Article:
Staffing and Truck Operations

Richard Marinucci   Richard Marinucci

Recent research performed by the National Institute of Standards and Technology (NIST) and Underwriters Laboratories (UL) has shed a lot of light on fire behavior and the science behind fire development.

This has been enlightening and confirming. It has verified through science some things thought to be true and dispelled other beliefs that may now be considered myths. Regardless, true professionals will pay attention to these studies to look at their operations and determine if they are applying their resources in the best possible manner.

Trucks and truck company operations are critical for successful outcomes. The new view of fires from the research conducted by NIST and UL does not lessen the importance of this aspect of the job but does require that departments conduct a review to make sure they apply limited resources efficiently and effectively. Fire attack will still require forcible entry; fires will still require ventilation, although when and where may mandate more problem solving; and rescue opportunities will still arise.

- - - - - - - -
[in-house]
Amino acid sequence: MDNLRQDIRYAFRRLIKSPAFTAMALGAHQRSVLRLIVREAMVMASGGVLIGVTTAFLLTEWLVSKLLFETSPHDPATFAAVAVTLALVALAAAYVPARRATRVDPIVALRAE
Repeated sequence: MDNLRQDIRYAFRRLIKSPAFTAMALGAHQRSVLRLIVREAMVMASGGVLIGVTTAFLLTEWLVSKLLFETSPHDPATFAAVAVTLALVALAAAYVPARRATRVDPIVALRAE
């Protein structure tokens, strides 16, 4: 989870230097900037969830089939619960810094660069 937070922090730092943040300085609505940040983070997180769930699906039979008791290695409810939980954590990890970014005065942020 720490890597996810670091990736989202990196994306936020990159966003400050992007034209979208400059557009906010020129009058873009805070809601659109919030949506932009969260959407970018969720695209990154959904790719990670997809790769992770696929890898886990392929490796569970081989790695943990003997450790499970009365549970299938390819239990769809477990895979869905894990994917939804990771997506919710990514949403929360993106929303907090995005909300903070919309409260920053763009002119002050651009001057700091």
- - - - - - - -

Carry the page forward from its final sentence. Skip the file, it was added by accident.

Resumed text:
Staffing greatly affects the ability of organizations to perform functions properly and at the right time. Fire departments need to be realistic when assessing their capabilities so that they can deploy the right tactics at the right time with the right people. For example, if it takes three people to properly place a 40-foot ladder and you only have two people on the truck, you won’t have this as an option. You will either have to wait for more resources to arrive or choose a different tactic.

Square Pegs, Round Holes

Too often we try to put a square peg in a round hole. We may believe the best tactic is to open a hole in the roof and will try our best regardless of what tools we have available. The thought process should change, and crews must use problem solving skills to their fullest extent. If staffing does not allow certain tasks to be completed in the time it takes for them to make a difference, move on to other options. If a crew can’t open a hole in the time needed, don’t waste time and resources that could be better used elsewhere.

Obviously there are organizations that can dispatch adequate resources that will arrive in time to coordinate the best possible attack. But, there are departments that may not be able to assemble crews quickly enough to select certain strategies and tactics. As part of a department’s regular and routine training program, training officers need to determine various options based on resources including personnel, apparatus, equipment, and training. All departments are not created equal and cannot deploy exactly the same.